Post  premington on Wed Aug 11, 2010 9:00 am

Yeah, I think a lot of it has to do with how you view your current situation in whatever surroundings you're currently in. If you have a great support system around you, loved ones, a strong physical and mental constitution, these are the primary ingredients that make a quality life. This can be attained pretty much anywhere... Finding these things is the trick!

Dan, it sounds like you found this in China, and I think that's fantastic! I'd highly impress you to gravitate towards that as much as possible. Go towards what promotes and fosters a healthy disposition and fulfilled heart.

I haven't spent enough time in China to be able to determine how it would be for me. I do have concerns with being a fish out of water, unable to read or talk or understand anybody or anything, and being part of a Communist country. If anything ever happened in regards to a war between the East and West, OMG! I'm pretty much the enemy living in everyone's backyard, kinda' like how I hear through my father the Japanese-Americans were seen during WWII.

Even with all these issues, I'm very open minded towards the possibility of retiring in China one day. I'm a bit young for this at this point in my life, but I'm not opposed to the idea. I love the people and the culture. I just wish I were more proficient with the language so I wouldn't be so isolated when I’m there.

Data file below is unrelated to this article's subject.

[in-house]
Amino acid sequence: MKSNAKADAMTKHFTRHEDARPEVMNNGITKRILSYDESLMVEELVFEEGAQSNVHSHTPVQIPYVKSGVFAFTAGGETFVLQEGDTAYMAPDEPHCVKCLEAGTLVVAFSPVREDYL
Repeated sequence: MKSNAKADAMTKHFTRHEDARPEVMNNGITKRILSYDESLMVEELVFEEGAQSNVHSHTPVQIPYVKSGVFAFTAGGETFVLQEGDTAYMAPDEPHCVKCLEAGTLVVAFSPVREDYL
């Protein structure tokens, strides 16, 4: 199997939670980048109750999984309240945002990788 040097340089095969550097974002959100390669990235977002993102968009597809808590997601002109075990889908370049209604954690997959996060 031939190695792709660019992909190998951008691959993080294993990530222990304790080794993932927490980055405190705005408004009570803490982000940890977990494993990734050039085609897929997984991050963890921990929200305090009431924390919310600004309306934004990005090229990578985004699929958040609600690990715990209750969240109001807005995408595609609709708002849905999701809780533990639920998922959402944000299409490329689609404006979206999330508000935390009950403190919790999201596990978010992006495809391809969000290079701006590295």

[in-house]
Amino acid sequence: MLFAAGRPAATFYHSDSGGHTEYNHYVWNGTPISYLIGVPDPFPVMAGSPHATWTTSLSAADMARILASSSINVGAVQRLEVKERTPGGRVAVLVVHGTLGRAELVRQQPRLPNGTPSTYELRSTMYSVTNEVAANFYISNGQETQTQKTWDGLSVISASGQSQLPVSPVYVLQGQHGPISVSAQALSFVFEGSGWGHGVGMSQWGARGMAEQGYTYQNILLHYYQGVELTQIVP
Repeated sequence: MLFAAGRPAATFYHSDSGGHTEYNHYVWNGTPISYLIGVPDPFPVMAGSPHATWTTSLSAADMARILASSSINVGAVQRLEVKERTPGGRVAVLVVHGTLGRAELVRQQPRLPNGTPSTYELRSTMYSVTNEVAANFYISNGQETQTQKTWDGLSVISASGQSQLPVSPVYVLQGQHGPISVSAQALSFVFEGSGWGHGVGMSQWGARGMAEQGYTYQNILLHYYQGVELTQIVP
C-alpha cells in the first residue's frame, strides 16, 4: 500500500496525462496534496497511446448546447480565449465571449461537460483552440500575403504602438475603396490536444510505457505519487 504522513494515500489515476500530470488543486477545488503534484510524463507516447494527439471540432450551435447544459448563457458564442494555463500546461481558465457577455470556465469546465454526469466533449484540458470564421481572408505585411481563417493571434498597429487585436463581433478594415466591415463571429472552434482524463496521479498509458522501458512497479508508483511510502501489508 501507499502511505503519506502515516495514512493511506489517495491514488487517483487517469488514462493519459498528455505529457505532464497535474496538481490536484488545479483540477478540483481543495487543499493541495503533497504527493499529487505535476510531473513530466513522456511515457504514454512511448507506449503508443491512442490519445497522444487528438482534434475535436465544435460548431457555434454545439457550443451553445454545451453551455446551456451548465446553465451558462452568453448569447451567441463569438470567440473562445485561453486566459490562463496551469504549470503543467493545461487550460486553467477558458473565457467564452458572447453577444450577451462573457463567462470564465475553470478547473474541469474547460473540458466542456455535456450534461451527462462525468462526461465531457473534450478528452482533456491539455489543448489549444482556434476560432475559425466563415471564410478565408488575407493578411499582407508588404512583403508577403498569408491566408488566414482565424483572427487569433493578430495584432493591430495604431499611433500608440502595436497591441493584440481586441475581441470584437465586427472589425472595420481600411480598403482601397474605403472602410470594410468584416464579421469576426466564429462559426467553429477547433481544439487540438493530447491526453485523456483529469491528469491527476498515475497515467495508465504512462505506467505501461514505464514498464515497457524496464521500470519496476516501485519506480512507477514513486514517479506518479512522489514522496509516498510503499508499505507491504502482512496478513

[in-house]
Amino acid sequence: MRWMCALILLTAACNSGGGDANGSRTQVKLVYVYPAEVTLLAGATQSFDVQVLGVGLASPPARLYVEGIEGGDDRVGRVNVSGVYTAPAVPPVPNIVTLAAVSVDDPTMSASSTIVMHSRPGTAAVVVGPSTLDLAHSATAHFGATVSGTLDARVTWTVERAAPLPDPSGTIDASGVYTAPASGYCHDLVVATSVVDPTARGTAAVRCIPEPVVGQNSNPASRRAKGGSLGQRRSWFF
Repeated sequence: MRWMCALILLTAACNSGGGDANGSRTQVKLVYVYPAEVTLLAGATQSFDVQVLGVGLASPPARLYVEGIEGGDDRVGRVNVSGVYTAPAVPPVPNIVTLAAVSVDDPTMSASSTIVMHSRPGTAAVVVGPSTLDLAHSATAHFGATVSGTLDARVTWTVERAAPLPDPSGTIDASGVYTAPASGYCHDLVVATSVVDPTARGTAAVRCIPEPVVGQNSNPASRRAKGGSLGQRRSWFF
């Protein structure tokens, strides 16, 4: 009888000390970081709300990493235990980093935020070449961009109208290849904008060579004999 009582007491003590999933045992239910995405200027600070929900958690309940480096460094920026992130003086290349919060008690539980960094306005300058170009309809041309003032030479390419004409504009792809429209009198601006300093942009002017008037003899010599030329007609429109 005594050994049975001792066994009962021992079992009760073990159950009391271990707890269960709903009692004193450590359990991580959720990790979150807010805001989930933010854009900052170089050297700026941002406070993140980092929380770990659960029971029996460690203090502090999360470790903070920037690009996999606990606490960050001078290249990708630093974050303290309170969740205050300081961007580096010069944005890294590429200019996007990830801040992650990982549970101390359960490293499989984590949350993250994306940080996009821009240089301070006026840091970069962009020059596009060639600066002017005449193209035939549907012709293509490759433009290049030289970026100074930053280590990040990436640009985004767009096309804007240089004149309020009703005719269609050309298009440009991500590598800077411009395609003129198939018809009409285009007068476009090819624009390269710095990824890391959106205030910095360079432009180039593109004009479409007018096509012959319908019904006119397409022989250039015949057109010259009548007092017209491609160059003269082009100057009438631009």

But I enjoy reading how comfortable Dan and Clif are towards life in China. For me, Guilin looks like a great place to eventually settle, if we did move back. Although I think my lao po might elect to go back to Nanning or Chong Qing (her home city). She's a city girl at heart. Wink

-Paul
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Re: from CCTV

Post  Danming on Wed Aug 11, 2010 11:23 am

Well Paul before I make that decision, which could be made on the spur of the moment because I am already retired so to speak....I can understand fully why those who are not yet retired have to stay where the work and stability is for now.....For me, I want to finish my studies and give it a go in the business.......Yuping's dream of course is to live six months in each country during the year and having two residences....For now it is only a dream so I will continue my studies and try and make it a reality....We have a son who would be a shoe in to take over when I am ready to fully retire....Take care.....Danming
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Fearing the unknown

Post  docmyster on Thu Aug 12, 2010 2:42 am

Paul,